For many if not most, navigating the Coronavirus pandemic continues to be a difficult challenge with far-reaching impacts on our medical and financial systems.
This our reality. As of this writing, businesses large and small and all of their employees wonder what their future looks like on the other side of this crisis, whenever that comes. Brands across all industry sectors are adjusting their messaging and activity to embrace these uncertain times, which are currently defined by industry-wide layoffs, overwhelming unemployment claims, and the threat of a prolonged recession which for the near term, will bring economic activity to a stop.
How businesses respond to this crisis is a moment of truth that will resonate for years. Despite this bleak outlook, many brands are effectively fighting the notion of going dark by hitting the reset button and routing assets to address the challenges customers are facing today. With millions of Americans directed to stay home, many leading brands are moving quickly to respond to rapidly changing consumer habits by providing assistance to “people” during difficult times.
There is no magic cure to address the enormity of this crisis, however, delivering customer value based on current needs and tight budgets should be a focus. Your brand should express a sincere desire to want to make people feel better by factoring environmental touchpoints. You should want to have that feeling being attached to your brand by doing things for the good of your customers, employees, and other stakeholders – not for short term profitability. Mark Cuban, entrepreneur, investor, and owner of the NBA’s Dallas Mavericks, offers timely advice. “People are very socially conscious now and they want to know that the brands that they associate with are going to support their current situation.” Selling in the traditional sense is taking a backside to help. Socially conscious brands should be focused on keeping people top of mind to stay relevant.
Of course, many brands have maintained a revenue-generating focus during these challenging times and their actions have often been viewed as repulsive by some. During this societal crisis, many businesses offer products or services with a “better buy now” approach. These business development methods only address current revenue voids instead of the customer needs of the day. Still, others offer sales pitches to help without clear solutions in mind. And many companies who are in a good financial position have opted for layoffs or furloughs to offset their sales decline.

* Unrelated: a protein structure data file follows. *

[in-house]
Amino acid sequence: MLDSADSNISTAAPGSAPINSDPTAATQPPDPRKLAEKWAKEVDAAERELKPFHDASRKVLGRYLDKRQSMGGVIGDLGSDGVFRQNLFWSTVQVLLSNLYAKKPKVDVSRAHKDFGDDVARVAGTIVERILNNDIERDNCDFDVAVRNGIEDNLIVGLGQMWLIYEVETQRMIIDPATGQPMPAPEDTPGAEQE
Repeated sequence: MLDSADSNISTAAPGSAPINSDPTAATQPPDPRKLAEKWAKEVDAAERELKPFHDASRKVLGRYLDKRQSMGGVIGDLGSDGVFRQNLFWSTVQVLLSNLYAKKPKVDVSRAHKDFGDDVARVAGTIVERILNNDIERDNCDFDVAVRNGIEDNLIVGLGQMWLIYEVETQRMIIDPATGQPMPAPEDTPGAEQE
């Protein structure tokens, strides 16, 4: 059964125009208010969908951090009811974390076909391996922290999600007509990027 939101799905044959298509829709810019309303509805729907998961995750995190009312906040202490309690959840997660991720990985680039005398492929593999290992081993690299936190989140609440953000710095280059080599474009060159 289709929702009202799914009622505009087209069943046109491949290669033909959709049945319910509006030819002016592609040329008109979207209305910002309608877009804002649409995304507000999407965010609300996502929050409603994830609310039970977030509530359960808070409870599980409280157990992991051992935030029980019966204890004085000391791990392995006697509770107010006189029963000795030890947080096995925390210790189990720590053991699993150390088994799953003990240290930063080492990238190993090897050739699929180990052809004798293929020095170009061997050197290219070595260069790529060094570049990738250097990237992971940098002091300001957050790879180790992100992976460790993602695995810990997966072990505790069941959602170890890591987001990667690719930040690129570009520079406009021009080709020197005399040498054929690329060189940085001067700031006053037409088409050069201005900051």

So, in this challenging period, how do brands balance hunting versus helping? Why should companies think beyond their bottom lines in frightening and uncertain times? The answer to these questions is fairly straightforward: to protect their immediate and long-term value. Corporate heads see their brands as a core part of their company’s value and realize what business leaders do in times of crisis will not be forgotten. Now is the time for leaders to realize the truth of their brand promise.
With certain service industry businesses dropping at 100% there is no easy adjustment to this challenge. However, with yield in mind, smart businesses will look at the long-term as opposed to narrowly measuring quarterly financials. Again, consumers will value the companies that did the right thing on their behalf during their difficult periods.
Online and media commentary will continue to serve as Exhibit A with regard to public opinion and reputational considerations. Alison Taylor, executive director of Ethical Systems, a nonprofit research group based at NYU’s business school, states,
“For businesses that can afford it, this is a long-term play on building (or rebuilding) public trust and brand loyalty, which they hope will last when the situation turns,” she said. “Also, acting quickly and proactively has a lot of benefits, as it is the first movers that will be remembered.”